If you’ve ever wanted to design a website, you know how daunting the prospect is. Creating an online identity is intimidating, even if you’re doing it for somebody else. To do a good job of creating a website, you need some basic information, and that is what we present here.
When you are creating graphics or photos for your website, be sure to keep the file size small. If your graphics are too large, your page will load slowly and your visitors will leave. You can find many free or inexpensive graphics programs online that will optimize your images before you load them to your website.
Make certain that visitors have a way to search for a particular topic on your site. If visitors want something specific, they will immediately scan for a search function. If this option is unavailable, they may leave the site for one that allows a search. You should put this search box on the top of your page, preferably the right side. This is where many visitors look for it.
Minimize your web page’s size. Not all Internet users have fast connection speeds, and the longer your site takes to load, the less interest they will have. You don’t need visitors having pages get stuck every time they load because they may just leave your site and not return.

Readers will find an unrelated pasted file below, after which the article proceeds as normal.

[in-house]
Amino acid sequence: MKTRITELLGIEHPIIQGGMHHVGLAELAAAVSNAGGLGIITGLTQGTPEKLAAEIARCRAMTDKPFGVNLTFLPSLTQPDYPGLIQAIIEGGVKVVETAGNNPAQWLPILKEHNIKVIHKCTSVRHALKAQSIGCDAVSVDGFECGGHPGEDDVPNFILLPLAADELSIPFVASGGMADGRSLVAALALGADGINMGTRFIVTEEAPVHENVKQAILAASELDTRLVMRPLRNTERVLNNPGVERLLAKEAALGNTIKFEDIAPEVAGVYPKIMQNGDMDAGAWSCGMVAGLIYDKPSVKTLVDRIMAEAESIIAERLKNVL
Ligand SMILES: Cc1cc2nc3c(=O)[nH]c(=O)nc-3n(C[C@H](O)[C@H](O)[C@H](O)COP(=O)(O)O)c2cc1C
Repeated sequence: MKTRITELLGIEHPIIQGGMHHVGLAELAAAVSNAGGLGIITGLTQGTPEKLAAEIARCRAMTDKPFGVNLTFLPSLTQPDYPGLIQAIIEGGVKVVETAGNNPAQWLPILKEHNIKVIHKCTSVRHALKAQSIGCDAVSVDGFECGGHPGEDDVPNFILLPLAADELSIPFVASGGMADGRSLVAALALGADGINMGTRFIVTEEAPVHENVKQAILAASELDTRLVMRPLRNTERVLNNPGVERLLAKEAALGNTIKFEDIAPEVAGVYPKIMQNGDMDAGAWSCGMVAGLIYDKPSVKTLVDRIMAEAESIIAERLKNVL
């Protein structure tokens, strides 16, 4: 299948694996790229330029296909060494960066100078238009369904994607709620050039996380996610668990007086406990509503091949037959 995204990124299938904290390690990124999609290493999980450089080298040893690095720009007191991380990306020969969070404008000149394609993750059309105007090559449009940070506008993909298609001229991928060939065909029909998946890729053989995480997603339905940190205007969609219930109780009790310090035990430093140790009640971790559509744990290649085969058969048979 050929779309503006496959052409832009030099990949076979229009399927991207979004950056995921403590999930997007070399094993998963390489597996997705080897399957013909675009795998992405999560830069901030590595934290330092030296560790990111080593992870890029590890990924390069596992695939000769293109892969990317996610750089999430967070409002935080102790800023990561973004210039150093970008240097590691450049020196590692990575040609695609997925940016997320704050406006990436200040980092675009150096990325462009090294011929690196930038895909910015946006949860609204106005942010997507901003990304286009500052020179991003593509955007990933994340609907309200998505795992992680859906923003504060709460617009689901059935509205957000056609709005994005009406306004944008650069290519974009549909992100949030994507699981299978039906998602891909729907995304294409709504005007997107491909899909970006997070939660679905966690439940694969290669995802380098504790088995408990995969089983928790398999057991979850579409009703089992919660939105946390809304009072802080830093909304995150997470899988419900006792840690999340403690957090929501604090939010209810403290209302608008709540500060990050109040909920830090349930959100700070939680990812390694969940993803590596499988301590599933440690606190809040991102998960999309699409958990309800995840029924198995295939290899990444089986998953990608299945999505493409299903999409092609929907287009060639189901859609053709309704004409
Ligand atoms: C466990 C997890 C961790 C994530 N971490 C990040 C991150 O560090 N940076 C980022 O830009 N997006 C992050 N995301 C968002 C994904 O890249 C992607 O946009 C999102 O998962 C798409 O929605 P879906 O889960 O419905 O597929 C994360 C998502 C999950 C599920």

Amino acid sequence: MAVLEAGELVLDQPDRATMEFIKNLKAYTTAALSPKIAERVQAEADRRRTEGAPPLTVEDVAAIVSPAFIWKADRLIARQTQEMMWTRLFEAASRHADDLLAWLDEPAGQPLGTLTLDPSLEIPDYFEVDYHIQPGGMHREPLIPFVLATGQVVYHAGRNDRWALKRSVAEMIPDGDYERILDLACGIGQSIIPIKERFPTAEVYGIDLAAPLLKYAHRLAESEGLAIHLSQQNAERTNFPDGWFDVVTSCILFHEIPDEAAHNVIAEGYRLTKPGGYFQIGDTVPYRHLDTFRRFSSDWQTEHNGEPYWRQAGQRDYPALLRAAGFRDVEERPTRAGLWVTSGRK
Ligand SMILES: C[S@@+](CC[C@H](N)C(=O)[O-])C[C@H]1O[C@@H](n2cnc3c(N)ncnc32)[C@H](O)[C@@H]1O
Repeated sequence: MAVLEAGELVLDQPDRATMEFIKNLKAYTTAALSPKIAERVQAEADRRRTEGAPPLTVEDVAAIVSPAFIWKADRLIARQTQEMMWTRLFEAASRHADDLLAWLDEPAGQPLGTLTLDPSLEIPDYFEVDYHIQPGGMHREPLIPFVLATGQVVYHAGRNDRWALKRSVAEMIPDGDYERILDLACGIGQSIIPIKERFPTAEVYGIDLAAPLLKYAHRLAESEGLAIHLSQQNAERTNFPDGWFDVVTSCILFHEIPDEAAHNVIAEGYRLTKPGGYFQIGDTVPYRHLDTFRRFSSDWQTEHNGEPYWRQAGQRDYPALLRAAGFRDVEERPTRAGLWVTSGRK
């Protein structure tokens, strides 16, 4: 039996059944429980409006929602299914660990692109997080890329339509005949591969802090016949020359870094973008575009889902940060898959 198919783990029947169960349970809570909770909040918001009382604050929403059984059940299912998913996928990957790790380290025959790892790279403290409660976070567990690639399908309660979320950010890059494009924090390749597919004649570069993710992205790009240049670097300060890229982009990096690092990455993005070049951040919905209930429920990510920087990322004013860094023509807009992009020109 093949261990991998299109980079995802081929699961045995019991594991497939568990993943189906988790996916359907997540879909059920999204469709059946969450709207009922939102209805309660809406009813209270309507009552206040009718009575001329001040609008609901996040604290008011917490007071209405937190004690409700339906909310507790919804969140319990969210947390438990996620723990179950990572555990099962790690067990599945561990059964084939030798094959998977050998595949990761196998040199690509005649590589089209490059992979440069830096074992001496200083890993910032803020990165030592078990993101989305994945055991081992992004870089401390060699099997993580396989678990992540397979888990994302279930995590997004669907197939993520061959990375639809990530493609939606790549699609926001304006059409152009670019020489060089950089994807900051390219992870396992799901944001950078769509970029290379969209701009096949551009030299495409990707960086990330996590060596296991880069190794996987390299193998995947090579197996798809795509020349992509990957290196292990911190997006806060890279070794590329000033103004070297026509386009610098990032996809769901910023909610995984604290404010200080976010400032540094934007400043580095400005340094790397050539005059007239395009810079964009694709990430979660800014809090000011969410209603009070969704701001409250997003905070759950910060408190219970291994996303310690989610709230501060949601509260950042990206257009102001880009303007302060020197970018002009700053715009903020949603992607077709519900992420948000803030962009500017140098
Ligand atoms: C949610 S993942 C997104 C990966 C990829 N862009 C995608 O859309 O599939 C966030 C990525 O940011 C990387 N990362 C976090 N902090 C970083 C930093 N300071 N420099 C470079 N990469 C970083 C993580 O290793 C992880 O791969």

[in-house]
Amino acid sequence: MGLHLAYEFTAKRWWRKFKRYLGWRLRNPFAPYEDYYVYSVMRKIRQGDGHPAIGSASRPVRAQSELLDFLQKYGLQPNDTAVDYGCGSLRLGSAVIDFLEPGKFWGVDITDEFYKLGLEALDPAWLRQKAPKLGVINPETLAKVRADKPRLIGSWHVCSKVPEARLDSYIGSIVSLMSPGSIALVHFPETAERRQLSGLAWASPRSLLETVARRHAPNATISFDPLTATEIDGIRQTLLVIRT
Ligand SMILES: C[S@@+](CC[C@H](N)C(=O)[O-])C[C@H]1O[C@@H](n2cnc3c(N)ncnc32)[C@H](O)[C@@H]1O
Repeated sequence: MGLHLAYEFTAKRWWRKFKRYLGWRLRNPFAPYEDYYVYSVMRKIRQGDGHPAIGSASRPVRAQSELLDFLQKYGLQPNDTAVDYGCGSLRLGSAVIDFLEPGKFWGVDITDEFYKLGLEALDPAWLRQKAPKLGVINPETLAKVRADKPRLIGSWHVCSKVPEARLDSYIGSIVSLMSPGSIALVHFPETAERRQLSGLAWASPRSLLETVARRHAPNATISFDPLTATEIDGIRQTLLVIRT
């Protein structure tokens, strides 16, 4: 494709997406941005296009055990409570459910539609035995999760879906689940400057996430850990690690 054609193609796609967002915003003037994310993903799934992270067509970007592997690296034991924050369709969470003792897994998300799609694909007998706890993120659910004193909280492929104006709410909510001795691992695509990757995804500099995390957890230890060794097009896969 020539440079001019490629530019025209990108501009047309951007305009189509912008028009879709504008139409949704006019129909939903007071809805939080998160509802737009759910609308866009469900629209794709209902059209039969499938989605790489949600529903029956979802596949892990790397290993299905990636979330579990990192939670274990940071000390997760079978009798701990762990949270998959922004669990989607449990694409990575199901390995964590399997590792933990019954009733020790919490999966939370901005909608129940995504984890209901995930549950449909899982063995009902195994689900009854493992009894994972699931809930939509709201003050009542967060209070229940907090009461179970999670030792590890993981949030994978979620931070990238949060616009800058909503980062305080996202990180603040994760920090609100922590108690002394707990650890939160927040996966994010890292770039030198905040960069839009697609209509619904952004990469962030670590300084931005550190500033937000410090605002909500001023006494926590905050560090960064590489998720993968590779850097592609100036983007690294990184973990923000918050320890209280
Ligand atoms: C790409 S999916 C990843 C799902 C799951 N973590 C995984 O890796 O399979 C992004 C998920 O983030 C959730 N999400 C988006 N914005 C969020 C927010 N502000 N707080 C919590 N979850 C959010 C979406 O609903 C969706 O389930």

Always give viewers the option to cancel a current action. This could be a form that they have been filling out, registering for newsletters or emails, or even browsing the website for certain topics or archives. If you don’t let visitors back out of an incomplete action, it can be perceived as forcing them to do something, which will probably make them go elsewhere.
Use images wisely. Bitmap images do not tend to fare well for internet use, and some GIFs do not work well with lots of color. Image size is important as well, as larger images may make your viewers have to wait for them to download. Choose smaller images, and use them sparingly to make your site more manageable.
To help your web pages load quickly, you should compress all the images on the website page. If you have images that are compressed then pages will load much faster. Nothing is more frustrating to viewers than waiting for a 250k graphic to load when it should really only be 20k.
Wherever your logo appears on your site, you should accompany it with a complementary slogan or tagline. Ideally, this tagline should be catchy and informative, and should offer some basic summary of the purpose of your site or product offering. The combination of your logo and tagline should appear on every page to create a sense of cohesion.
Now that you’ve reached the end of this article, you are probably itching to go out there and design a killer website. Armed with the knowledge that you’ve gotten from this article, you should be able to do just that. Use this information and your best instincts to design the site of your dreams.